What to do
Citrus trees that have set fruit need a feed about now. Look for a fertiliser with added trace elements to ensure a healthy plant and fruit that is also rich in vital minerals. Avoid nigh nitrogen fertilisers, as they will promote more leaf growth rather than fruit development. Look for credible brands that have specialised blends for citrus.We recommend Troforte M for Citrus. Make sure you are not watering your trees when fruit has set, as over watering can cause the fruit to split.
Palms and tropical plants will also appreciate a feed now to give them one last boost before winter. Use a complete NPK plus trace elements fertiliser for best results. Trevor is a big fan of the Scotts Osmocote plus organics for flowering plants. It seems to bring out the best growth and foliage colour results.
Plants that have finished flowering should be pruned and shaped as part of your ongoing garden maintenance regime. Don’t be too heavy handed now, just tidy them up, remove spent blooms and they will thank you with plenty of healthy new growth next season.
If your pond is looking a little dirty or you have high levels of string algae growing from the warm weather, add some zeolite. This starves the algae of nutrient, effectively killing it, and absorbs excess ammonia and other impurities in the water.
Top-dress tired lawns now with an organic soil improver and a wetting agent. Water this treatment in well and your lawn should respond quickly with renewed growth. If your lawn is heavily thatched, hire a vertimower to remove old growth that may have become water-repellent. In areas of heavy soil or compaction, use a corer or spike to aerate the turf and loosen it up so nutrients and water can better penetrate to the lawn’s root level.
Take time to clean out your gutters and drainage channels that run into the garden before too much rain falls. Add the debris to the compost bin to later recycle those nutrients back into the garden.
What to plant
April is a great month to add native plants to your garden. Take a drive around the neighbourhood and visit your local garden centre to discover what grows well where you live. Endemic species will invariably thrive and are often amongst the best water-wise choices. Once established, these plants shouldn’t need any supplementary watering. Planting seedlings at this time of year is often the most cost-effective and successful way to establish native plants. The bigger the plant does not always mean the most successful transplant outcomes.
Plant herbaceous perennials now to allow them to establish before winter really sets in. This will give you a timely spring flower display.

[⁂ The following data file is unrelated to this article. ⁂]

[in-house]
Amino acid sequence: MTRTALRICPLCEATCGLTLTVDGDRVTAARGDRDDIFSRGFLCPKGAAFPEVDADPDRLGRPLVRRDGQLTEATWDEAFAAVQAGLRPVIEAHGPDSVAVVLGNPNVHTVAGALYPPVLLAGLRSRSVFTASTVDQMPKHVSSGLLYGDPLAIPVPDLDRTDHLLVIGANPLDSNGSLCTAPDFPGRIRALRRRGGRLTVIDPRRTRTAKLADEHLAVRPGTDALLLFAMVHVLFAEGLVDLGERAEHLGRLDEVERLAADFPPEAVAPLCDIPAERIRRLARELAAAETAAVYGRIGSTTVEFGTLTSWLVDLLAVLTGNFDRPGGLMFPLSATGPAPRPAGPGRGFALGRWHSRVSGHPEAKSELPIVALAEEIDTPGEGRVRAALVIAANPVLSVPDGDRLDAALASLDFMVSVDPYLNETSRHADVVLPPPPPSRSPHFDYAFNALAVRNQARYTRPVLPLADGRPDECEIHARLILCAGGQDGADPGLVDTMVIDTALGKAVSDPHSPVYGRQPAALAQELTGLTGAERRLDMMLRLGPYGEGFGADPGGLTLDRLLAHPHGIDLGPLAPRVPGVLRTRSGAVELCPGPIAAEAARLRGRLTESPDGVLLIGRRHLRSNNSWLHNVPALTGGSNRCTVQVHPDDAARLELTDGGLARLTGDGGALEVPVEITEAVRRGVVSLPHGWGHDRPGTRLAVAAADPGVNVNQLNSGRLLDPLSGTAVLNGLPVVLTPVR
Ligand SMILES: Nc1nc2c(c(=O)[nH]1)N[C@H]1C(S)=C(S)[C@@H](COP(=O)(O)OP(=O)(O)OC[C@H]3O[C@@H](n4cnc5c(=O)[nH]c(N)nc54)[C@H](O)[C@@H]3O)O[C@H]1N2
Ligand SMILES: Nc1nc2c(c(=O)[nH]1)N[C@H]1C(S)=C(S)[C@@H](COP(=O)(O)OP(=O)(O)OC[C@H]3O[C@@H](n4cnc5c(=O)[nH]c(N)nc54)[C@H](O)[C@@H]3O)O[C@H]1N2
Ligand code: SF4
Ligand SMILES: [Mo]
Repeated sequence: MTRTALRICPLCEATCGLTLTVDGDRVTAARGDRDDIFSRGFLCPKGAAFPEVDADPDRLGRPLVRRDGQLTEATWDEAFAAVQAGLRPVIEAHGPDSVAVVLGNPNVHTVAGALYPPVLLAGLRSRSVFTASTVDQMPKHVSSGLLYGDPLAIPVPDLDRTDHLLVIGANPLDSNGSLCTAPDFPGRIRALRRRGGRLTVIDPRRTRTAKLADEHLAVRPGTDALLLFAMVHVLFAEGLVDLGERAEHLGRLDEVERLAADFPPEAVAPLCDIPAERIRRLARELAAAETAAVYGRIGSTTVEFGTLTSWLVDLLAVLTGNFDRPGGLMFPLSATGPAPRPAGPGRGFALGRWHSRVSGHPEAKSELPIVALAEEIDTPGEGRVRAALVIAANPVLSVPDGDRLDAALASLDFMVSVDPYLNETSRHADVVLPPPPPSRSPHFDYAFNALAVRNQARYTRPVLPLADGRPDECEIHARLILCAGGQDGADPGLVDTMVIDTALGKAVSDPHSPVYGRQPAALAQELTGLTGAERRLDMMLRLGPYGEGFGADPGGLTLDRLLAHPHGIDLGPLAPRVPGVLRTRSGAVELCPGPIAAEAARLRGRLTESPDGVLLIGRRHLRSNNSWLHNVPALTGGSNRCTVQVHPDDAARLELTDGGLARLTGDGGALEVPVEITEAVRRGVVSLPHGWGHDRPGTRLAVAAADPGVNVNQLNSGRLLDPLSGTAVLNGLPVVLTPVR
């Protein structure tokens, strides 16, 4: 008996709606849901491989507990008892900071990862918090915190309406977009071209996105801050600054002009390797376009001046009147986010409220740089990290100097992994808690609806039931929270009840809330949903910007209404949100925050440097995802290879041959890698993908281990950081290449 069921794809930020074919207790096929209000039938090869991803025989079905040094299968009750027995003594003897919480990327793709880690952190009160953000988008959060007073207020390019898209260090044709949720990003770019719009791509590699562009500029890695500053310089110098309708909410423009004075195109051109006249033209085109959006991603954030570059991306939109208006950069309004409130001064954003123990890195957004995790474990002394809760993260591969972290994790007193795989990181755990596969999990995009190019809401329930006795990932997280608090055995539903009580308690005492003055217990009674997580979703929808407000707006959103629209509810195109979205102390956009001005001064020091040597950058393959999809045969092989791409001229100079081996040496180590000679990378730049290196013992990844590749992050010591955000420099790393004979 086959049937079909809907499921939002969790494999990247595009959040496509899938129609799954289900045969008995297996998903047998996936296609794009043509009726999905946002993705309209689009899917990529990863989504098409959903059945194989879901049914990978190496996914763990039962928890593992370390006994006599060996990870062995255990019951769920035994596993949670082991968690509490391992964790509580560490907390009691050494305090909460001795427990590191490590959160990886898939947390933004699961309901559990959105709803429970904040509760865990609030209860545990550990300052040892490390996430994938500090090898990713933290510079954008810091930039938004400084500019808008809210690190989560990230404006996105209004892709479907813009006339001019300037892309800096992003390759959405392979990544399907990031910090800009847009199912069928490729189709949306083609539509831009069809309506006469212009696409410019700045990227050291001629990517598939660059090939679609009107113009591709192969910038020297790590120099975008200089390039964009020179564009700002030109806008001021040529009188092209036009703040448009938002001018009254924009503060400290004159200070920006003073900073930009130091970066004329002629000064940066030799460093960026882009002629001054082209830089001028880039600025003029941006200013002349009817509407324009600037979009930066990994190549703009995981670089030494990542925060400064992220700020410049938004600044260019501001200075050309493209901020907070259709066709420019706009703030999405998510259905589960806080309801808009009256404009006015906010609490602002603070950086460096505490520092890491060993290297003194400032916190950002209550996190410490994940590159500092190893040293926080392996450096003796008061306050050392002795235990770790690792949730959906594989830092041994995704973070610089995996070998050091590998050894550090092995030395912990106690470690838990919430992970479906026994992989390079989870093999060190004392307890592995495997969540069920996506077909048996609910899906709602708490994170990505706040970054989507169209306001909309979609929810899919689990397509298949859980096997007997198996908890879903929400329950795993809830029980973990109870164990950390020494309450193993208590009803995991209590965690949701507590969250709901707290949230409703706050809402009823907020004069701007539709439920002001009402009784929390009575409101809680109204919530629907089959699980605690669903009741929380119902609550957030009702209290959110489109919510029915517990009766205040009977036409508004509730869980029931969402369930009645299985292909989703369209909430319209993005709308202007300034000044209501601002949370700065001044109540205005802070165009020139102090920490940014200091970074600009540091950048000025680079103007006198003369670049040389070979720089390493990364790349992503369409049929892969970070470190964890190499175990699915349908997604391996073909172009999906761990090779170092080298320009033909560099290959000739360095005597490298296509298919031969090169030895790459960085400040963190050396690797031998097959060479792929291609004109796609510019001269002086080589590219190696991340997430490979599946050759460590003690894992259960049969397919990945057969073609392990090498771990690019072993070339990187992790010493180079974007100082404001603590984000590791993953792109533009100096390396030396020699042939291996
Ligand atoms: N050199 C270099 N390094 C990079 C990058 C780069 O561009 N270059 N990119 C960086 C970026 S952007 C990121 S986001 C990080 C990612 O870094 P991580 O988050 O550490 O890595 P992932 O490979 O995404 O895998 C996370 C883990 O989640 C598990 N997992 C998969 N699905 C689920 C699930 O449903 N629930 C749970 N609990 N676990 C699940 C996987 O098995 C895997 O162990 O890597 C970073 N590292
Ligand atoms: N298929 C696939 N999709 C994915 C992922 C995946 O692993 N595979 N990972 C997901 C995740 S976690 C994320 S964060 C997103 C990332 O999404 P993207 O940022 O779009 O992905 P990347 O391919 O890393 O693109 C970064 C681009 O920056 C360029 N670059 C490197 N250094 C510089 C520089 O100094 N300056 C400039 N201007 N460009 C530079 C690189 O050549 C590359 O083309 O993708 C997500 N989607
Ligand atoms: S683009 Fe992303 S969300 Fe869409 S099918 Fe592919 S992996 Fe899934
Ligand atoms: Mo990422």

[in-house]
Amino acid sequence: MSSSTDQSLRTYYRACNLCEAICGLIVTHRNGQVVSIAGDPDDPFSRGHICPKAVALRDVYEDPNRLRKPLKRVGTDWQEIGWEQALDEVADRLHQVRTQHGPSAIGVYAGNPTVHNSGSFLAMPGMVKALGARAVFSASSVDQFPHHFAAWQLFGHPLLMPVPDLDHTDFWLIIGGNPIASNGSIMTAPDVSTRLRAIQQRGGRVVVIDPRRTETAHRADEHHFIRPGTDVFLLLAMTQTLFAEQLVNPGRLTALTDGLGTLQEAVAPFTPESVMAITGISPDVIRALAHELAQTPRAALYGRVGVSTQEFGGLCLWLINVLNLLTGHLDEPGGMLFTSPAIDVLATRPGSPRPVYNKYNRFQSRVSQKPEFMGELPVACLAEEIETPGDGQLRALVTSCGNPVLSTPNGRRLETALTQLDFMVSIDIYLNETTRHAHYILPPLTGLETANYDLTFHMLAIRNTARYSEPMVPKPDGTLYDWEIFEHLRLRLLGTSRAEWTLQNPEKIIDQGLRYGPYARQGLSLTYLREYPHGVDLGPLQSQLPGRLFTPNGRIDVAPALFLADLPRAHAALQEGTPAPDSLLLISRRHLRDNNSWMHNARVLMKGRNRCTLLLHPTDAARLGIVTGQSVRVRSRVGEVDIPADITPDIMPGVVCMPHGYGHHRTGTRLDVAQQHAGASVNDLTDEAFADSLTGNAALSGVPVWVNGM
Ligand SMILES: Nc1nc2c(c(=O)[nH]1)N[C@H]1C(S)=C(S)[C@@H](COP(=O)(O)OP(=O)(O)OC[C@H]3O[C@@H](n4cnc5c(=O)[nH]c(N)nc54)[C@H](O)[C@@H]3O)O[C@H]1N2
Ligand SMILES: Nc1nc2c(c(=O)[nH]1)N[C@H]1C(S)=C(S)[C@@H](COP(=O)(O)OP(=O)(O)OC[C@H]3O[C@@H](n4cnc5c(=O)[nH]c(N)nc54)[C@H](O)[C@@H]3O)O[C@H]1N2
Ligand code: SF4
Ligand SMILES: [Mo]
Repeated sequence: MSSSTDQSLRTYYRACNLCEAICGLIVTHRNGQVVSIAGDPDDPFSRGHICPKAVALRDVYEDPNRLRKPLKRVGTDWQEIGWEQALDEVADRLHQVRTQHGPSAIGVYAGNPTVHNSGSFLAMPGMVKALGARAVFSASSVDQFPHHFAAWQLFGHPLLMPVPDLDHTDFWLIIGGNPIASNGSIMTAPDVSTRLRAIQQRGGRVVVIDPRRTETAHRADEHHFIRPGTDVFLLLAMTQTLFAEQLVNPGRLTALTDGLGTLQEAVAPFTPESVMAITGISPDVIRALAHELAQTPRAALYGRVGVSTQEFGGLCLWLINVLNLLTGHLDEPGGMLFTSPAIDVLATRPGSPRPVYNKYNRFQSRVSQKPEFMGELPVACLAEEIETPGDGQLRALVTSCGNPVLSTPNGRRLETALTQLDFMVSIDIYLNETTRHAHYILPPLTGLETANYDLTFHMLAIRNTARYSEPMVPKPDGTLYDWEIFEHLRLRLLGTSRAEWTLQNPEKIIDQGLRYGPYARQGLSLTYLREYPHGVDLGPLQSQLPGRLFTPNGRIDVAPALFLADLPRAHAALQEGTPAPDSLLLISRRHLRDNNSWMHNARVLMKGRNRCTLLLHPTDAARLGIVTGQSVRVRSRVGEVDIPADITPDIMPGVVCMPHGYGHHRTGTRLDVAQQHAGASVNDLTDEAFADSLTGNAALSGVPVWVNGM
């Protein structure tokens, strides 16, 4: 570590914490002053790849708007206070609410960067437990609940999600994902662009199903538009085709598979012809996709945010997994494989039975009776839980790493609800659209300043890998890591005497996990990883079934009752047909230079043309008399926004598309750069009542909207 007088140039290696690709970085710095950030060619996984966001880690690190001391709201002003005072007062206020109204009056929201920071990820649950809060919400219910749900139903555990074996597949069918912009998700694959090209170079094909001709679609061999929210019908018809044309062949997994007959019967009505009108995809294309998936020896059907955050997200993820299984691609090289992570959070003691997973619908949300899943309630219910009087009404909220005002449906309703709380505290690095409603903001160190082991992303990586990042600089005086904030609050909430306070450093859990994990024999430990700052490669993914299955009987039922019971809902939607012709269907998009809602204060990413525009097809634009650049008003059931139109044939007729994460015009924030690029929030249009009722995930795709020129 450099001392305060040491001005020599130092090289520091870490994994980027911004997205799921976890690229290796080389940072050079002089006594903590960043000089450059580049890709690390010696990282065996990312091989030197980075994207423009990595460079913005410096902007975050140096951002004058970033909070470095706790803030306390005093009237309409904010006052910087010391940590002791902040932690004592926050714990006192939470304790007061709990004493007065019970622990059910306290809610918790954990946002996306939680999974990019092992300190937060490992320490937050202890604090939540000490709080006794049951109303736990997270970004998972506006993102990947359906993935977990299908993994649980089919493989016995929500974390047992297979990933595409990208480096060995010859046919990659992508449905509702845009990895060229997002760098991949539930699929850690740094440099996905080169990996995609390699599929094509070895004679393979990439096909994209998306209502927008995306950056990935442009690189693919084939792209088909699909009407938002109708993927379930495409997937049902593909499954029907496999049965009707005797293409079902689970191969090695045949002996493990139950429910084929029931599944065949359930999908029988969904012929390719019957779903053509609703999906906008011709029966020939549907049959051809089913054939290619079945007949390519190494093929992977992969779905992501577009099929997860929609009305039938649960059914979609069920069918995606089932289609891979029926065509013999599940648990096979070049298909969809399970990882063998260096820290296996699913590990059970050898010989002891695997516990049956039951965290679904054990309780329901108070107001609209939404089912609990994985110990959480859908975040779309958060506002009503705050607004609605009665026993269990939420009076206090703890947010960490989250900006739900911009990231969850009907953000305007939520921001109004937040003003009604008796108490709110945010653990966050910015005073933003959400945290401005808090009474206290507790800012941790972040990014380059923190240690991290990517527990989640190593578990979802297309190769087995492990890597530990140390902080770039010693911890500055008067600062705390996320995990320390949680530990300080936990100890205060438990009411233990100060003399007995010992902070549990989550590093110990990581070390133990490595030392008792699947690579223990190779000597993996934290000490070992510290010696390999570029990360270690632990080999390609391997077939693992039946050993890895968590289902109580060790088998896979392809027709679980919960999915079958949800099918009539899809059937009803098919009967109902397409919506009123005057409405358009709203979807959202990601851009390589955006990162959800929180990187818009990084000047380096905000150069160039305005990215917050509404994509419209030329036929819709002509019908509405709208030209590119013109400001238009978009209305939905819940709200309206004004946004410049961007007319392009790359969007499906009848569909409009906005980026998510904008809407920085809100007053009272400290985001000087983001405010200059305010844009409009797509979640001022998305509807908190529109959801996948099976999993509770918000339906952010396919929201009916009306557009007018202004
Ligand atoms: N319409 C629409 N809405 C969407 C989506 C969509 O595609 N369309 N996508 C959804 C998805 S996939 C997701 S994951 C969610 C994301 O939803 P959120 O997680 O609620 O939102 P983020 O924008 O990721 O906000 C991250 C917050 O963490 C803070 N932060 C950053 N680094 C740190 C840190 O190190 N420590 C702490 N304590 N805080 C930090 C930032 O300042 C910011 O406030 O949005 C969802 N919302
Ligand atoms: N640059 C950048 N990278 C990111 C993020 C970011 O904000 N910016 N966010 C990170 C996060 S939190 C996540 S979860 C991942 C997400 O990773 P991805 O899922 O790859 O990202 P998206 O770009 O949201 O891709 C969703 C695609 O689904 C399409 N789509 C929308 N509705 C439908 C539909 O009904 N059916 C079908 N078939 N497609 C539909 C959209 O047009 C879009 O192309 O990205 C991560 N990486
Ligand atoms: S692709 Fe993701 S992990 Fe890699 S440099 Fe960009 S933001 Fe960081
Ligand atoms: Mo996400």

Plant your spring-flowering bulbs now too. If you are growing tulips this year, don’t forget to put them in the fridge in the crisper at about 4 degrees Celsius for a week or two before planting. This will give you the best possible flower display.
Plant winter herbs now. These include; parsley, sage, dill, chives and rocket. For exotic dishes such as laksas, try planting Vietnamese mint and coriander.
If you haven’t already, get your winter crops into the ground. These include the brassicas such as Brussels sprouts, cauliflower and broccoli, as well as greens such as the super-nutritious kale and spinach. Peas and beans are also great winter crops. Many of these need trellises, so get these up before you plant the seeds or seedlings to avoid disturbing the delicate little plants later on.
It is also time to get your own crop of garlic into the ground. You will need to get your hands on some spray-free local garlic, either from your own crop from last year or that of a friend’s, or through a garden centre or online gardening retail outlet. Garlic purchased from the grocery section of the supermarket is often imported and sprayed so that it cannot sprout, so is no good to plant. Break the bulb into individual cloves and plant the cloves into improved soil. Fertilise regularly and keep watering consistent.
Pumpkins are in abundance at the moment. Check out Lisa Adams’ article on our website for a delicious recipe for pumpkin lassi. Pumpkins store wonderfully in a dry location and every type brings different flavours.
Local kiwi fruit are also starting to show up in the markets and shops. These are best eaten fresh – scooped straight out of the skin, added to a fruit salad, thrown into a smoothie or coupled with some vanilla icecream for dessert. You can also get creative with them in baking, such as in a tart or cake, cook them with strawberries into a jam or even use them in a marinade for meat!
Look out for the delicious golden kiwi fruit, which is slightly sweeter and absolutely delicious. A new arrival that you should try is the kiwi berry, a small thin-skinned kiwi fruit that’s delicious eaten fresh.